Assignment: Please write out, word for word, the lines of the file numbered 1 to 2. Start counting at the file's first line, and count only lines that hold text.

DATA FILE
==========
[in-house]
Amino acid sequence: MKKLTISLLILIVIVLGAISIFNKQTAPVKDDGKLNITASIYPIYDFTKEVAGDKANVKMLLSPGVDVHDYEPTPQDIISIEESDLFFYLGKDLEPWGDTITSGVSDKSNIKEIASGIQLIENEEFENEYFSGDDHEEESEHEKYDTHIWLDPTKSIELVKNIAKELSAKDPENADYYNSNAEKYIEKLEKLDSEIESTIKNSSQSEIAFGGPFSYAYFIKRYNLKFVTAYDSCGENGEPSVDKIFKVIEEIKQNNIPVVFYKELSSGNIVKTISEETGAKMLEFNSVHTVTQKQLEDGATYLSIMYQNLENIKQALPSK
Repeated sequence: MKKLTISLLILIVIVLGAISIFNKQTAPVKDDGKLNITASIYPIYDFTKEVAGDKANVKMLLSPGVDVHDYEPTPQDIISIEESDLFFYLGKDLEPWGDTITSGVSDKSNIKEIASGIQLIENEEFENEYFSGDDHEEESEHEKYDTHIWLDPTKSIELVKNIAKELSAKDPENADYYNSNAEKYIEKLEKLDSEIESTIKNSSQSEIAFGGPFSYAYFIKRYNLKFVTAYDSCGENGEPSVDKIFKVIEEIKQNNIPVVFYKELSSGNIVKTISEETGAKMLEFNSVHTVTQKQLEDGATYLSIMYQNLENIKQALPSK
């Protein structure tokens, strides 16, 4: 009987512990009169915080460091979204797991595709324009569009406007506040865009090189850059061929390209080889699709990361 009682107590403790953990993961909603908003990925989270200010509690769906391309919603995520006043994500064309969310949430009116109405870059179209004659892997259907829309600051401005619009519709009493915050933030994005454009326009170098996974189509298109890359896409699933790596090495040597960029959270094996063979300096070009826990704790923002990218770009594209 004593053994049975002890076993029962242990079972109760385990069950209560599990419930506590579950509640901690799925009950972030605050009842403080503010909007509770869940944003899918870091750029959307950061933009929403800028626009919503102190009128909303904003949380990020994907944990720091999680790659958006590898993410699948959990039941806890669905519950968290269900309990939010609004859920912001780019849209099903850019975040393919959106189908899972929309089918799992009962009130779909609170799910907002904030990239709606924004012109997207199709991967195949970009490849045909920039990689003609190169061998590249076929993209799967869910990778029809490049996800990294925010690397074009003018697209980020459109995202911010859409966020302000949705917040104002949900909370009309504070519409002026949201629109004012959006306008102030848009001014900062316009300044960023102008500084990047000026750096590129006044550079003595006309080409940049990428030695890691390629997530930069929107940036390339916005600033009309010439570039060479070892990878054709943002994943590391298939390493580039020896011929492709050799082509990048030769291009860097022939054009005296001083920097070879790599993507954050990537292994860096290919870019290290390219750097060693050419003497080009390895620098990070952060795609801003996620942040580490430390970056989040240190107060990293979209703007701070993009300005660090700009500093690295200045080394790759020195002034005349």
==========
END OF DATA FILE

[in-house]
Amino acid sequence: MKKLTISLLILIVIVLGAISIFNKQTAPVKDDGKLNITASIYPIYDFTKEVAGDKANVKMLLSPGVDVHDYEPTPQDIISIEESDLFFYLGKDLEPWGDTITSGVSDKSNIKEIASGIQLIENEEFENEYFSGDDHEEESEHEKYDTHIWLDPTKSIELVKNIAKELSAKDPENADYYNSNAEKYIEKLEKLDSEIESTIKNSSQSEIAFGGPFSYAYFIKRYNLKFVTAYDSCGENGEPSVDKIFKVIEEIKQNNIPVVFYKELSSGNIVKTISEETGAKMLEFNSVHTVTQKQLEDGATYLSIMYQNLENIKQALPSK